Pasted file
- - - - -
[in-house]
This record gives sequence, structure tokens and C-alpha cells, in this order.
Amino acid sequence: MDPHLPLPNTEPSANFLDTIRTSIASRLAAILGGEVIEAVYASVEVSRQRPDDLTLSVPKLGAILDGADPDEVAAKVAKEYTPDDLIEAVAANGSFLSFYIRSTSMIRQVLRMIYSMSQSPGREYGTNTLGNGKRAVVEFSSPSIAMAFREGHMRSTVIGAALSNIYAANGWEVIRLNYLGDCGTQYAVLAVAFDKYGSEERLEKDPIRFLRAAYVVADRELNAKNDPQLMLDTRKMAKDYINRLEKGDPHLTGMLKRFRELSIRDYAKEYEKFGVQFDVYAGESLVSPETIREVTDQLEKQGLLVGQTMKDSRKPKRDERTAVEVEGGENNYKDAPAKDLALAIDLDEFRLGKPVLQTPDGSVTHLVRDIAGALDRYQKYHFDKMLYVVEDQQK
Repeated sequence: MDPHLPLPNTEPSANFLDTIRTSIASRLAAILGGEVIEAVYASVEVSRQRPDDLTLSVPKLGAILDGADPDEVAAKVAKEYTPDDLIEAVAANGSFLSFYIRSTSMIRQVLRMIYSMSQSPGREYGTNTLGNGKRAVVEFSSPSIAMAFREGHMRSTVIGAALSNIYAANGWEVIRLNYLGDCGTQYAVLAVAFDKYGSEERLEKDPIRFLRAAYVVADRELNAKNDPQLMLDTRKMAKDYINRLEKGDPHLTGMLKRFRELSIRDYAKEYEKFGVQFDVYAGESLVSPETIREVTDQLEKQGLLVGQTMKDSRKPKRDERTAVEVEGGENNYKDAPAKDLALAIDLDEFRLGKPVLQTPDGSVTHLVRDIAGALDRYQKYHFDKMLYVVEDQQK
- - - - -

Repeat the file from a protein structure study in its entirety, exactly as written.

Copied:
[in-house]
This record gives sequence, structure tokens and C-alpha cells, in this order.
Amino acid sequence: MDPHLPLPNTEPSANFLDTIRTSIASRLAAILGGEVIEAVYASVEVSRQRPDDLTLSVPKLGAILDGADPDEVAAKVAKEYTPDDLIEAVAANGSFLSFYIRSTSMIRQVLRMIYSMSQSPGREYGTNTLGNGKRAVVEFSSPSIAMAFREGHMRSTVIGAALSNIYAANGWEVIRLNYLGDCGTQYAVLAVAFDKYGSEERLEKDPIRFLRAAYVVADRELNAKNDPQLMLDTRKMAKDYINRLEKGDPHLTGMLKRFRELSIRDYAKEYEKFGVQFDVYAGESLVSPETIREVTDQLEKQGLLVGQTMKDSRKPKRDERTAVEVEGGENNYKDAPAKDLALAIDLDEFRLGKPVLQTPDGSVTHLVRDIAGALDRYQKYHFDKMLYVVEDQQK
Repeated sequence: MDPHLPLPNTEPSANFLDTIRTSIASRLAAILGGEVIEAVYASVEVSRQRPDDLTLSVPKLGAILDGADPDEVAAKVAKEYTPDDLIEAVAANGSFLSFYIRSTSMIRQVLRMIYSMSQSPGREYGTNTLGNGKRAVVEFSSPSIAMAFREGHMRSTVIGAALSNIYAANGWEVIRLNYLGDCGTQYAVLAVAFDKYGSEERLEKDPIRFLRAAYVVADRELNAKNDPQLMLDTRKMAKDYINRLEKGDPHLTGMLKRFRELSIRDYAKEYEKFGVQFDVYAGESLVSPETIREVTDQLEKQGLLVGQTMKDSRKPKRDERTAVEVEGGENNYKDAPAKDLALAIDLDEFRLGKPVLQTPDGSVTHLVRDIAGALDRYQKYHFDKMLYVVEDQQK